The patients studied had infantile tibia vara (Blount’s disease), with none presenting in the adolescent stage (since none of the children was over six years of age). The clinical symptoms, which included gradual but progressive bowing, internal rotation, or internal tibia torsion and recurvatum, reported to occur before the age of one in all patients, were consistent with the classical features described by Blount. The gender distribution of the patients showed a female preponderance, a finding similar to the earlier report of Bateson. However, in the present study, none of the patients had a BMI greater than 30, suggesting that none of the patients was obese, a finding which is at variance with some studies. These revealed a higher prevalence of infantile Blount’s disease among obese female children who started walking at an early age (one to three).
The absence of strict obesity among our patients may suggest that obesity may not be a key risk factor in the etiology of Blount’s disease in our environment where malnutrition is still prevalent.
The biochemical results obtained in the present study, showed a modest hypocalcemia and hypophosphatemia in patients with Blount’s disease with a concomitant significant increase (P<0.05) in serum alkaline phosphatase activity. Although radiological-ly, the features of Blount’s disease are distinct from those of rickets, the pattern of changes in , phosphate, and alkaline phosphatase activity appear to resemble those in secondary hyperparathyroidism and rickets. The lack of statistical significance in the serum concentrations of calcium and inorganic phosphate may be due to the small sample size. In Nigeria, as in most developing countries, it takes a long time to accumulate sufficient data due to low referral rate to the hospitals.
In rickets, an increase in the activity of serum alkaline phosphatase is one of the consistent biochemical findings. The increased serum alkaline phosphatase activity arises from increased activity in the osteoblasts. Using the upper limit of reference values for ALP activity as a cut-off point, 100% of the patients suffering from Blount’s disease in this series exhibited higher than upper limit of reference values. It is known that the activity of this bone isoenzyme (ALP) increases up to five times the upper limit in normal children during the pubertal bone growth spurt. Alkaline phosphatase is a zinc-dependent enzyme and acts probably by releasing phosphate from pyrophosphate for osteogenesis.
The overall modest hypocalcemia, hypophosphatemia, and elevated serum ALP activity in the patients in this study—although consistent with the biochemical finding in rickets—differ from the earlier report of Bathfield and Beighton, who found normal concentrations of calcium canadian, phosphorus and ALP activity in their patients with Blount’s disease in South Africa. Geographical, cultural, genetic, and nutritional or other environmental factors may account for the discrepancy between these studies.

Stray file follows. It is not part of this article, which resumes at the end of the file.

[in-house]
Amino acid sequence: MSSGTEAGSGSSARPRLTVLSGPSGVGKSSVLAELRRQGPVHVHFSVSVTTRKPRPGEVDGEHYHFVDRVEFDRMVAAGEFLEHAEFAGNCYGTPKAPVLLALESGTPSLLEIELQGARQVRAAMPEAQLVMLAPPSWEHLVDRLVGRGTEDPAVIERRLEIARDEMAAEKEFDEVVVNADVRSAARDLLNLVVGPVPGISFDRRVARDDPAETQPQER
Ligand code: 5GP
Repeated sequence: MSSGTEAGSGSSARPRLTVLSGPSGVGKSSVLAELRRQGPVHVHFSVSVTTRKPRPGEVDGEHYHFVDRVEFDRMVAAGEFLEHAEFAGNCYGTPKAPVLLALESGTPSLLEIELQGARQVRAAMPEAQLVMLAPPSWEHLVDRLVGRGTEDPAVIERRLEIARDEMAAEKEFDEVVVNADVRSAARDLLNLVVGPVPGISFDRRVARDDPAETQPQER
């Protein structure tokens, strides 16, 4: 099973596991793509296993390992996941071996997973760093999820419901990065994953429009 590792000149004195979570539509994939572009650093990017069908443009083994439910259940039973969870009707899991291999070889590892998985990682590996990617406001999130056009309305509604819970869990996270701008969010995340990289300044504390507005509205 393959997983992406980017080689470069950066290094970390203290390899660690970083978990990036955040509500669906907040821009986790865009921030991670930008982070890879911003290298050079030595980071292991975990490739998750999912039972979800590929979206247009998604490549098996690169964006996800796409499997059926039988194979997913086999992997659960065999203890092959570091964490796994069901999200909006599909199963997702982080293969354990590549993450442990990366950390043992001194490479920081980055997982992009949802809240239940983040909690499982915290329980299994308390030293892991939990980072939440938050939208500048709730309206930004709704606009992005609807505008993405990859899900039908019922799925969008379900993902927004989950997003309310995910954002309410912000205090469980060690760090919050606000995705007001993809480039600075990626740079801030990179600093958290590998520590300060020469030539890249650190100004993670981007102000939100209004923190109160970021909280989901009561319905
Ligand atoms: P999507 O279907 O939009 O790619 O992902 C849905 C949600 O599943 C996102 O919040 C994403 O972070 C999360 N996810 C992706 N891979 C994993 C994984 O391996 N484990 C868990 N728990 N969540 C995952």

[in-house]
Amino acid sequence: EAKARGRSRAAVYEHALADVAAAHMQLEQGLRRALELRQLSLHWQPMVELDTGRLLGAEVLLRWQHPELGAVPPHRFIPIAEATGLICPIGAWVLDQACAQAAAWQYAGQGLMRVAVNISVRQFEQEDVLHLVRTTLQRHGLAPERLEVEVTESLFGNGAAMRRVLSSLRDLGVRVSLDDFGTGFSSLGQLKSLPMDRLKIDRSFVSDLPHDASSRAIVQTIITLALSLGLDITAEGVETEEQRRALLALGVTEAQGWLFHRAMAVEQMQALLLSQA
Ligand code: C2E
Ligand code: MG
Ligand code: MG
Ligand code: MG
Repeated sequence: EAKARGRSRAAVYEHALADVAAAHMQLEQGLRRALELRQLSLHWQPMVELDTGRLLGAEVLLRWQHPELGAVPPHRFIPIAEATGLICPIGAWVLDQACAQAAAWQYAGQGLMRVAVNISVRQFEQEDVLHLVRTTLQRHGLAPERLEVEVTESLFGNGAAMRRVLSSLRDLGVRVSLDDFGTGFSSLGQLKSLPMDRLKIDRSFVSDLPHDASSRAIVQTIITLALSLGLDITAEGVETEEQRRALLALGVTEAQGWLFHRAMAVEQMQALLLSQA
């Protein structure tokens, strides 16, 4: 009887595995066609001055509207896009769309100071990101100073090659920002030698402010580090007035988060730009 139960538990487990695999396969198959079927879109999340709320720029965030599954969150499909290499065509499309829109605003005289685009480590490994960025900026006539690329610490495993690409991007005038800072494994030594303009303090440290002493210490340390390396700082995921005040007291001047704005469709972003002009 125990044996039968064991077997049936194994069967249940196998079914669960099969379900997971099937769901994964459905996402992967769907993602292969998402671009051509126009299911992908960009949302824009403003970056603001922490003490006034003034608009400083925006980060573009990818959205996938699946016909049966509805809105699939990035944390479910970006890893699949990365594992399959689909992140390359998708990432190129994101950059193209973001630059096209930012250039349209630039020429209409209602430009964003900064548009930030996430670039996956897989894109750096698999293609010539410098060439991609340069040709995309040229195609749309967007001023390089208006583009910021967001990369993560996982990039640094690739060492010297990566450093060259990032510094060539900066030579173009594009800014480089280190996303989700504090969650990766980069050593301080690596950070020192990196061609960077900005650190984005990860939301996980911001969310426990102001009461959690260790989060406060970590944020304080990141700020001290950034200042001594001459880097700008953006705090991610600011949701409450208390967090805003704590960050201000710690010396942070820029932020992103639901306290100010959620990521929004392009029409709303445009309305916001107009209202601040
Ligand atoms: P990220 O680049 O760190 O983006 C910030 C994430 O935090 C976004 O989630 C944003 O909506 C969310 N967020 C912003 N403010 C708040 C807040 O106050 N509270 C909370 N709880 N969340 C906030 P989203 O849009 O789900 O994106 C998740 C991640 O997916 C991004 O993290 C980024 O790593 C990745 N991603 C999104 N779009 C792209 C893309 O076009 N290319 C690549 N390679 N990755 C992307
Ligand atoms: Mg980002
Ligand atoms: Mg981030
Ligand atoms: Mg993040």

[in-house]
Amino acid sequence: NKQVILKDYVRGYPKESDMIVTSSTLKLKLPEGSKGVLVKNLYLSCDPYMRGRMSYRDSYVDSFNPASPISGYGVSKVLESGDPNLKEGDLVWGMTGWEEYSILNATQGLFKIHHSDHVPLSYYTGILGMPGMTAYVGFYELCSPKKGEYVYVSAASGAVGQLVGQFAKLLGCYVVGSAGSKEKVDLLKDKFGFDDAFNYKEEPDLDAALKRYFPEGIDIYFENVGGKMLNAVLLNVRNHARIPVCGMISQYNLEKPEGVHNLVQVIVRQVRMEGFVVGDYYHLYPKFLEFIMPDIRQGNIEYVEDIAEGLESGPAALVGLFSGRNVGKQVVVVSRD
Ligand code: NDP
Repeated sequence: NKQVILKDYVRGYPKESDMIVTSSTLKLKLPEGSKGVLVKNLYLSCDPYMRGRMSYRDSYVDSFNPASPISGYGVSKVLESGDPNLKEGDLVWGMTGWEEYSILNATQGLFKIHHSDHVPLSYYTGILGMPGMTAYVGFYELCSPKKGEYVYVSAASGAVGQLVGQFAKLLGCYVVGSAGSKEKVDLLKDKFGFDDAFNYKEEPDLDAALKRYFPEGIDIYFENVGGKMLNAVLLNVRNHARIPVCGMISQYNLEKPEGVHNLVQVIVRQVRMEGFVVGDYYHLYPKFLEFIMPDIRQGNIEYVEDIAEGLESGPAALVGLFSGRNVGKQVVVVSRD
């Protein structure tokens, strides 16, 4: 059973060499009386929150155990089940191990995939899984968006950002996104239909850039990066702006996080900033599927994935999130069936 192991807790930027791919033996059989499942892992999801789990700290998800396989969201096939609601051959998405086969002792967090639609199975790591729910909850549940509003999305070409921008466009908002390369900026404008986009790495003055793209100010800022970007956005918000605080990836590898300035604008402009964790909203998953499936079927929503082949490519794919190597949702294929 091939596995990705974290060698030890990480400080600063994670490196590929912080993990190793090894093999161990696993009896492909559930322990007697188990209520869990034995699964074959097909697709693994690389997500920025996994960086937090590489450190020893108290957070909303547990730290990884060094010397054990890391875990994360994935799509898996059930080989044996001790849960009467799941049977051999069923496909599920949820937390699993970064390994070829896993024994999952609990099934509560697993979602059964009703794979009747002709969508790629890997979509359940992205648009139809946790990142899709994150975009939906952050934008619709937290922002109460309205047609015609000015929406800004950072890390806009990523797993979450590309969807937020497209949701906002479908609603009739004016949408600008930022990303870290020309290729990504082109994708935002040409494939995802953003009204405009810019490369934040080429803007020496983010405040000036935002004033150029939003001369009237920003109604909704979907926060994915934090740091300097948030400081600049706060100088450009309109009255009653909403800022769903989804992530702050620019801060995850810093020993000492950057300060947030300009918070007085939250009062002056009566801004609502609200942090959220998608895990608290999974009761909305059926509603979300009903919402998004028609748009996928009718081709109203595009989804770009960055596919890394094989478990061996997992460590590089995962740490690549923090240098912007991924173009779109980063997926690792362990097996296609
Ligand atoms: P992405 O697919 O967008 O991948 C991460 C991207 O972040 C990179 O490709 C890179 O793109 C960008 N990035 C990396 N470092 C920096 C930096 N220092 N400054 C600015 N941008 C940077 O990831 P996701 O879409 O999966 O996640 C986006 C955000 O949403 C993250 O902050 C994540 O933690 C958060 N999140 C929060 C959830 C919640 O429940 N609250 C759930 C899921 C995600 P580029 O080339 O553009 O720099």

The mean concentrations of serum copper and zinc in patients with Blount’s disease were reduced by about 32% and 48%, respectively, of the mean concentrations of serum copper and zinc in control subjects. Though no significant differences were observed between male and female subjects, the levels of copper (PO.05), inorganic phosphate (P<0.05), and zinc (PO.005) were all significantly higher in male controls than in male Blount’s patients (Table 3). The significance of this is uncertain, as it is not clear if this contributes to the gender bias for Blount’s disease, or it may suggest that the disease is more severe in the male subjects compared to their female counterparts.
The decreases observed in serum copper and zinc concentration may be an indication of copper and zinc deficiency in patients suffering from Blount’s disease. This is consistent with an earlier observation that infants with copper deficiency may develop an osteoporotic fracture. A similar observation of zinc deficiency resulting in skeletal abnormalities in growth in birds has been reported, and an osteopathy—similar to that observed in scurvy—was observed in infants with copper deficiency. The development of skeletal abnormalities in copper deficiency may be due to impaired activity of the copper dependent enzyme lysyl oxidase, which results in defective cross-linking of collagen and, thus, increasing vulnerability to bony deformation under physiological loading.
In addition to all the other metabolic roles, copper and zinc also play a vital role in bone formation and maintenance of bone strength. The observed slight decrease in serum copper in patients with Blount’s disease may be significant, if a larger population is considered. Thus, it is possible that the levels of copper and zinc may serve as a basis of differential diagnosis of Blount’s disease.
Based on the information obtained from this limited study, reduction of serum copper (which has been shown to be associated with some form of osteopathy) and zinc concentration in Blount’s disease may aid in the definitive diagnosis of the disease.